Dear Wedding Vendors,
I’m tired. Tired of the excuses for bigotry, tired of folks excusing hateful beliefs, tired of folks wondering if their love can be celebrated. There is a local photographer that for defamation purposes will remain nameless, who openly rejected a couple based on their same sex relationship. This couple was inquiring about a photographer for their wedding next year and was met with blatant homophobia and judgement. “I mean absolutely no disrespect, but if it is a same sex marriage, due to my religious beliefs, I refrain from shooting them…and if, in case I have assumed wrongly I am available on this date and am happy to send over my pricing”. Let’s break this down shall we?
This goes for anything, but your impact is more important than your intent. Even though the photographer quite literally did not see any problem with what was said, the impact is harmful. It is literally saying that you are refusing someone’s love because of who they are. We are in 2020 and quite frankly there has been plenty of time for folks to hop off the homophobia train. Even so, if something doesn’t agree with you there are much kinder ways of not working with someone. Say you’re booked. It’s that simple. Yes, businesses do have the right to refuse service based on the Masterpiece Cakeshop v. Colorado Civil Rights Commission Supreme Court Ruling, but don’t be surprised when people call you out for being harmful.
I’m guessing this photographer didn’t think anyone but the couple would read her words. However, if you wouldn’t say something in public, then don’t say it on the internet. Hiding your problematic words and actions behind closed doors isn’t an excuse for that behavior. You might have LGBTQ friends, or friends of color, or Muslim friends etc. So unless you are ok with saying something to them directly, don’t say it when you think no one is watching.
I’ll be honest, I have a lot of issues with religion, but I still recognize that it’s important to many people. While I can understand religion being a big part of how you see the world it doesn’t give you a pass for saying harmful things. Unfortunately religion, specifically Christianity, is often weaponized in the name of bigotry, and it causes a lot of issues. If you’re someone of faith that is absolutely fine and dandy but remember the core of it, love for one another.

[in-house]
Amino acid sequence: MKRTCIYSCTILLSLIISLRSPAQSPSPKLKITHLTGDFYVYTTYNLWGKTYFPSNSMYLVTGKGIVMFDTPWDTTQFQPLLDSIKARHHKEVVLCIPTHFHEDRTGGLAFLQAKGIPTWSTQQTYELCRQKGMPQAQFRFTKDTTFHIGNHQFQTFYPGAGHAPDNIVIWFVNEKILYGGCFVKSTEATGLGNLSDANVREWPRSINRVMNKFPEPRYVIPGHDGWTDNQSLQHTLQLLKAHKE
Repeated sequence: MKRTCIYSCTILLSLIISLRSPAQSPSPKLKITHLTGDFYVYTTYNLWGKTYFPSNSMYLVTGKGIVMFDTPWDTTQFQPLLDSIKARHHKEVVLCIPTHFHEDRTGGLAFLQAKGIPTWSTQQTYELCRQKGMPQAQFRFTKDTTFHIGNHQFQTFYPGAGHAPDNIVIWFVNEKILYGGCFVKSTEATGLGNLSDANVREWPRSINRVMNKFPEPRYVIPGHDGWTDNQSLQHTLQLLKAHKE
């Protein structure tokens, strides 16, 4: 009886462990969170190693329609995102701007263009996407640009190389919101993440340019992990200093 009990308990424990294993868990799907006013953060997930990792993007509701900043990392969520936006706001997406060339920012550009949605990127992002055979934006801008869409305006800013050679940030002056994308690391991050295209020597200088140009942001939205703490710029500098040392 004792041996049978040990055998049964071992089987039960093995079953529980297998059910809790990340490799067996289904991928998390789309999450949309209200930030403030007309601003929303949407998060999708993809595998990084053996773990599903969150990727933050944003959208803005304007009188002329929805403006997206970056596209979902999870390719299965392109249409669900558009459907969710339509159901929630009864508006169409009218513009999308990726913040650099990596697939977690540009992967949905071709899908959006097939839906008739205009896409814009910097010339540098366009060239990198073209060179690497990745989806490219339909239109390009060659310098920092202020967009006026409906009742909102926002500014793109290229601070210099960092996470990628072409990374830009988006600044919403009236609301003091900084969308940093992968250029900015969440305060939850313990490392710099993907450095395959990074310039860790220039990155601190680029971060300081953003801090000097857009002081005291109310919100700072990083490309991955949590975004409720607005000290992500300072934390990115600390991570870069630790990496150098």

Cancel and call out culture can definitely have its downfalls and while staying silent and ignoring your own problematic behavior can seem appealing it’s not the best way to grow. I can give the benefit of doubt to someone who’s been confronted with their own actions and takes that as an opportunity to learn and reflect. When a call out happens and you silence those trying to help and educate you then you’ve shown no intention of learning and growing. That’s the issue. Not that someone made a mistake (as horrible as it was), but that they’ve blocked comments, messages, and people trying to make them aware of the problem. The journey of being inclusive is one of unlearning, which takes time and effort. Saying you’ve grown or learned means nothing without action.
I’ve had countless couples reach out and thank me for asking for pronouns, showing diversity in my portfolio, and being open about my own journey as a queer person. They tell me they didn’t want to have to ask their vendors if being a same sex couple was ok. It absolutely breaks my heart that while planning what should be one of their best days that they’d have to even think about that. If you truly want to be inclusive, show that. Let your business leave no doubt in people’s minds where you stand.
To those reading this with their own wedding businesses I encourage you to really dig deep in your own beliefs and practices. While your intent may be good what really matters is how it impacts those coming to you for business. You shouldn’t just be inclusive when you feel you’re being watched, be inclusive in every interaction, always. Folks are really good at smelling out who’s being fake and who isn’t, believe me, they’ll know. Don’t let one aspect of your beliefs negate human rights, if your religion is telling you to be exclusionary to folks then maybe you shouldn’t be in an industry full of diversity and love. If you do make a mistake and have someone bring it to your attention, taking the time to listen and grow is far better than trying to push the problem away. If you want to take the steps to be more inclusive then start by showing diversity and love to all. There shouldn’t be anyone asking you if you’re comfortable with their love. Small things like asking for pronouns, removing gendered language from your forms, putting people of all kinds front and center, these all play into building a truly inclusive business. Not just because you want their money, because it’s just the right thing to do.
So where do you go from here? If you’re looking for practical steps in making your business better and more inclusive then I have just the thing for you. I’ve spent countless hours putting together a go at your own pace online workshop aimed at helping photographers take that next step towards inclusion. The Inclusivity Workshop includes posing tips, how to approach model calls, gender neutral language, and much more. I understand that a lot of these things just aren’t widely shared or known so I want to help that. I’ve talked to lots of actual members of the LGBTQ community to get their feedback on what they want their wedding vendors to know. This way you can take steps in furthering your education without relying on your clients to teach you. I also offer one on one sessions for people with specific questions or places in their business they want to grow in. Every couple deserves to be celebrated, let’s make sure that happens.
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